Get treated. See something out of the ordinary? Call and schedule an appointment immediately. Early cancer detection saves lives and skin care professionals can recommend the best preventive measures for your skin type.
Neumann also warns about use of tanning beds. “Having a glow may look great, but tanning beds radiate UVA rays, which can penetrate more deeply and damage collagen, the building block of our skin.
“I understand that the sun feels wonderful. Sunlight can help with stress, boost your mood, and getting as little as 5 to 15 minutes of sun each day on your arms, hands, or face two to three times a week is enough to increase vitamin D in your body. You just must realize that you can get too much of a good thing.”
Neumann founded Sun City Dermatology and Ahwatukee Skin & Laser in Phoenix. Both practices employ Mohs surgeons, who provide state-of-the-art care for skin cancer patients and a dermatologic surgeon to treat other types of cases.
Neumann has been voted “Best Of” in the categories of medical specialist, for physician assistant and for best skin care multiple years running in local polls.
“In Arizona we enjoy 300 days of sun each year, but everyone needs to be diligent about sun protection,” she adds.
One American dies every hour of malignant melanoma, but with early detection this condition is often treatable and curable.”
Sense of adventure
Neumann has long been passionate about skin.
“I got interested in dermatology, one, because I had very bad acne as a young adult and I had never heard about what a dermatologist was,” Neumann says.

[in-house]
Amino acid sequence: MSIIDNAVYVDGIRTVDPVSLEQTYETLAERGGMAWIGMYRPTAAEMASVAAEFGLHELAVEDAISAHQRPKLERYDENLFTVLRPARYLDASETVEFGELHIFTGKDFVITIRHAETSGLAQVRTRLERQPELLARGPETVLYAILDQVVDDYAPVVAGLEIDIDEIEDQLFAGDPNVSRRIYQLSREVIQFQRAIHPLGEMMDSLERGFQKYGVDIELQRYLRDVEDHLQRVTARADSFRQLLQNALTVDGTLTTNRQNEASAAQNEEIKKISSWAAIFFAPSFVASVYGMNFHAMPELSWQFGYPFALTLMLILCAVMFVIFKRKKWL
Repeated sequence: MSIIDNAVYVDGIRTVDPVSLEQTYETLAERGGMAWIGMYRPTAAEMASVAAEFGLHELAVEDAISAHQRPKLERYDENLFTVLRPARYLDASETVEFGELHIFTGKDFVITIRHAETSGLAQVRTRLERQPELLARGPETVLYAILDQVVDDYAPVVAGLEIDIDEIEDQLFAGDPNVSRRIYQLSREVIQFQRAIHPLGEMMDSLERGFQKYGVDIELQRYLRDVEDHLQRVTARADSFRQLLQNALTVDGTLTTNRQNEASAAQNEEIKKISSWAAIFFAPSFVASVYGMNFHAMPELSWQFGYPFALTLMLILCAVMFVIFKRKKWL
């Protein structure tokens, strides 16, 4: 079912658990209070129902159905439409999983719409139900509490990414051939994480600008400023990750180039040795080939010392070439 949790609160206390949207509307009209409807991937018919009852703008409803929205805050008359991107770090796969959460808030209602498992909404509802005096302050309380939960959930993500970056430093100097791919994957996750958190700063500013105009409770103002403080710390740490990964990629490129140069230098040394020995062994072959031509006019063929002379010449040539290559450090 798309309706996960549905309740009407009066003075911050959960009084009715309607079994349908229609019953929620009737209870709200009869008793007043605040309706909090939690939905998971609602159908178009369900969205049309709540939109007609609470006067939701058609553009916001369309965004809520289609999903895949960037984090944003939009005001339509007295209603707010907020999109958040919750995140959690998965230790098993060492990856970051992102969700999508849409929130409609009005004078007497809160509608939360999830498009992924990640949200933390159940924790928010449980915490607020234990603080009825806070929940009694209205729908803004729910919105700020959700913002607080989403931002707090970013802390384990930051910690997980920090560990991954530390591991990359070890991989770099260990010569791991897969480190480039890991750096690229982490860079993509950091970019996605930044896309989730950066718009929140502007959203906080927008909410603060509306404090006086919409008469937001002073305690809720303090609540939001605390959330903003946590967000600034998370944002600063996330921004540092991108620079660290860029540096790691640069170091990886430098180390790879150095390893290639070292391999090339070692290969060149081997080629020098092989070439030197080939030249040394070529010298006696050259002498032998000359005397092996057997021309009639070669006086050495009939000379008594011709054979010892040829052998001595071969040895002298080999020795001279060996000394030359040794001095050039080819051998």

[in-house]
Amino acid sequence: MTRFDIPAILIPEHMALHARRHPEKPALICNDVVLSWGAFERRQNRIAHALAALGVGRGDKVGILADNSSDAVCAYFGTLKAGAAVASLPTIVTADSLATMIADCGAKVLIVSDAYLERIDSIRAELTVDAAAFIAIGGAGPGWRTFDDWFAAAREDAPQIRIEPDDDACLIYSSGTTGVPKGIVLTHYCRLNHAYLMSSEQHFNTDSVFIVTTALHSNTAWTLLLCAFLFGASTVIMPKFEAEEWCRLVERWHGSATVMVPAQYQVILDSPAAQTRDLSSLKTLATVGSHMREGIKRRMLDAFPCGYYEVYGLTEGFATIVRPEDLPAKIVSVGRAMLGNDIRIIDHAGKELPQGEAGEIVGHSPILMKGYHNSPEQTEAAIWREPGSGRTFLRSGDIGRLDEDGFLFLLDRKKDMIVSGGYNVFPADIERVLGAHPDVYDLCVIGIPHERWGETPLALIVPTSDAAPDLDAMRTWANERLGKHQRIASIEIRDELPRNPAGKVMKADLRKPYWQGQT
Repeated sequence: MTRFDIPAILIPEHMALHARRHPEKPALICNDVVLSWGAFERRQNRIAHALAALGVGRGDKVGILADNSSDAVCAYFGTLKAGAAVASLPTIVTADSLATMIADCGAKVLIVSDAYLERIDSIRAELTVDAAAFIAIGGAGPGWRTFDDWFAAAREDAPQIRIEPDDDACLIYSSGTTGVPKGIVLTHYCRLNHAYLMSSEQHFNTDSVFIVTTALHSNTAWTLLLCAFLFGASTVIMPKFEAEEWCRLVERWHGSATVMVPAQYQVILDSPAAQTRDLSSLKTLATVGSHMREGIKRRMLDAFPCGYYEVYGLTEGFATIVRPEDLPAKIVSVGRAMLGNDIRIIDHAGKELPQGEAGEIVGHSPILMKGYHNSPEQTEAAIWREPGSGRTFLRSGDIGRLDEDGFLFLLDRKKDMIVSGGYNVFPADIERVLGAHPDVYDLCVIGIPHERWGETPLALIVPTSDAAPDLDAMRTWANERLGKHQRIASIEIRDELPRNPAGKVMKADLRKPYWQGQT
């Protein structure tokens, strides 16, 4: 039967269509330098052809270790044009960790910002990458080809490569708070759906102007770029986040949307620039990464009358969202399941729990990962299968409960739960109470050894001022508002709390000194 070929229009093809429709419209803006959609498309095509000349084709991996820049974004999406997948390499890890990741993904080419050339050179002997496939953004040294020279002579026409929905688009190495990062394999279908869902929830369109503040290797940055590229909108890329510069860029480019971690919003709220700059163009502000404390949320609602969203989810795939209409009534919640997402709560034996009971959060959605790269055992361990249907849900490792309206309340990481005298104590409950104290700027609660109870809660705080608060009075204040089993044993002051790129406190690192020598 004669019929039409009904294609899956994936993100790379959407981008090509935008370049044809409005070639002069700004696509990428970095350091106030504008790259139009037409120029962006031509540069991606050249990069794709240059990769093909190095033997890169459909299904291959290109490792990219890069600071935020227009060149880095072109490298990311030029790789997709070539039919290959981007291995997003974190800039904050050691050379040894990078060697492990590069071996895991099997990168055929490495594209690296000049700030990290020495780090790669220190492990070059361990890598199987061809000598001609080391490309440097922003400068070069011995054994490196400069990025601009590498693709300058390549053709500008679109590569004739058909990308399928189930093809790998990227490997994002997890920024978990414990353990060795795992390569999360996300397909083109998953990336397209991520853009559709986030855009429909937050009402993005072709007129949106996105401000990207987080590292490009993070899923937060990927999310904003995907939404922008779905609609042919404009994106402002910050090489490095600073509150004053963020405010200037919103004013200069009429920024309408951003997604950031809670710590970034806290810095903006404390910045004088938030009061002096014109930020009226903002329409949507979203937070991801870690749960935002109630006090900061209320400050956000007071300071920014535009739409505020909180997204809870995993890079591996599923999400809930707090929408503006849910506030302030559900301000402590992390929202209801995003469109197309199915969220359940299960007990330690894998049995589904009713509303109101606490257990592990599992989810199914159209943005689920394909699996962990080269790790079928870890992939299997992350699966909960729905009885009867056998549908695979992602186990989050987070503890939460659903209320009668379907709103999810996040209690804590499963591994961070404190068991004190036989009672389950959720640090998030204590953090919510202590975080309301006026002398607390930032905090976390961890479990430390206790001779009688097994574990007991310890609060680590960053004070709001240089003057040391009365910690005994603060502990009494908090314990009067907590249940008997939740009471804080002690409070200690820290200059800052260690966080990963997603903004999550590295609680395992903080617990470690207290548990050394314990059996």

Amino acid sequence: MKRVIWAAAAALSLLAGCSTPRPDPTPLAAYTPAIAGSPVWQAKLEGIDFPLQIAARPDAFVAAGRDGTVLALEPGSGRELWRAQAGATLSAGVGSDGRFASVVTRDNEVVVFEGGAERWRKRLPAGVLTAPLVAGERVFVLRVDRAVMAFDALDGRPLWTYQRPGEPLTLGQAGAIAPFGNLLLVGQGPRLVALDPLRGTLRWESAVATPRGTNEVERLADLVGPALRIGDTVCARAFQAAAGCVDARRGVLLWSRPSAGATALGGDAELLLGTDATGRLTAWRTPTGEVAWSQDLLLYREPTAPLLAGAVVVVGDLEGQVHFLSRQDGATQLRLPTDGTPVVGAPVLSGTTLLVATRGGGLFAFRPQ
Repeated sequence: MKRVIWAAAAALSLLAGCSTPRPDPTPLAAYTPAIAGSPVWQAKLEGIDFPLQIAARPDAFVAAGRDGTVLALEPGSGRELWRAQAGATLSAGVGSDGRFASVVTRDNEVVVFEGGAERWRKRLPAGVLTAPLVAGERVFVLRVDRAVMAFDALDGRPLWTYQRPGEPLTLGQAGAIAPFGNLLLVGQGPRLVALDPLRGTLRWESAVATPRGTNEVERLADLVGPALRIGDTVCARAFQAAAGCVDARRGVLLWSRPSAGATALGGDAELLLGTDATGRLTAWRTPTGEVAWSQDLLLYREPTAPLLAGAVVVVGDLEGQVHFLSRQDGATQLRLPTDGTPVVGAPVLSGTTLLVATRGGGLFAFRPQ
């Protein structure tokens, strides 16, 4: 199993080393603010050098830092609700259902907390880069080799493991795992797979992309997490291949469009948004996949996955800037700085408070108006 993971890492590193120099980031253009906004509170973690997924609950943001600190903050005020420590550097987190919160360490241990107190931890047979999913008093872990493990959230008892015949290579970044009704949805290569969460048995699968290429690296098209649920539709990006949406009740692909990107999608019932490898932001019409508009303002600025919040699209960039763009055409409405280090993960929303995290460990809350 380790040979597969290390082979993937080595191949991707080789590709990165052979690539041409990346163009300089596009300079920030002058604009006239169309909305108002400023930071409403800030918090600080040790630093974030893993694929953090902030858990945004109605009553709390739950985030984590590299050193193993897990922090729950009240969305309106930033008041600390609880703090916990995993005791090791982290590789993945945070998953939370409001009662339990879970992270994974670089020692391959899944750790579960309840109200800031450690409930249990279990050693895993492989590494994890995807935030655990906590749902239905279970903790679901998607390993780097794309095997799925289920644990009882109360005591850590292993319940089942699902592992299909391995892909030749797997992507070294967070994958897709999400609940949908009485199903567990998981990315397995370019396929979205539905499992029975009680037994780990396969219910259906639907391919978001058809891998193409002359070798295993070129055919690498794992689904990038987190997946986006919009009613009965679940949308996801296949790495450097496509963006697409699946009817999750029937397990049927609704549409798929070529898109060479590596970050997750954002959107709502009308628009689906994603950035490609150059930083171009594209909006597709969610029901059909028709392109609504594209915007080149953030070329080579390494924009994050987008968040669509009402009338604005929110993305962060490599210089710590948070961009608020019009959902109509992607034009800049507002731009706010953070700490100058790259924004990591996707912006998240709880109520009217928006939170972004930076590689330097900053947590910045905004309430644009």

“I grew up in a small town in Wisconsin. I got to college, I met my first dermatologist, and it was life altering for me. I took myself from someone who wasn’t real comfortable looking in the mirror to skin that I was proud to show off. So that was my first experience with, hey, this dermatology thing is pretty cool.
“And then, second, I worked and was an exchange student in Belize in Central America in my undergraduate years. I saw a lot of infectious disease. I saw a lot of parasitic infections. And then my love for dermatology just exploded. I saw stingray bites. I saw cellulitis because of living conditions in developing countries. So, it was pretty clear at that point that the skin, hair and nails was where my passion lie, and that’s where I focused when I came back to the states. I went to PA school and decided that dermatology was for me.”
She founded two dermatology practices, one in Scottsdale that she eventually sold, and another in Sun City. She considers the latter an underserved market with an aging population with a high incidence in skin cancer. She’d come to Ahwatukee nearly 20 years ago, initially at a large-group practice.
“I wanted a more personalized approach to patient care,” she says.
“I wanted a higher quality standard. And quite frankly, I wanted to do it my way, which was heartfelt, relationship driven. I wanted to take care of people regardless of ability to pay. So, I made the leap of faith in 2010 and opened Ahwatukee Skin & Laser on my own.”
Ahwatukee Skin & Laser employs Mohs surgeons, who provide state-of-the-art care for skin-cancer patients.
“It was imperative for us to be a full-service cosmetic, medical and surgical dermatology practice because we create relationships with people,” she says.
“The last thing we would want to do is have to send them outside of our four walls to a team they’re not familiar with to get their skin cancer treated.”
Ahwatukee Skin & Laser
4425 E. Agave Road, Building 9, Suite 148, Phoenix
Sun City Dermatology
13843 W. Meeker Boulevard, Suite 101, Sun City West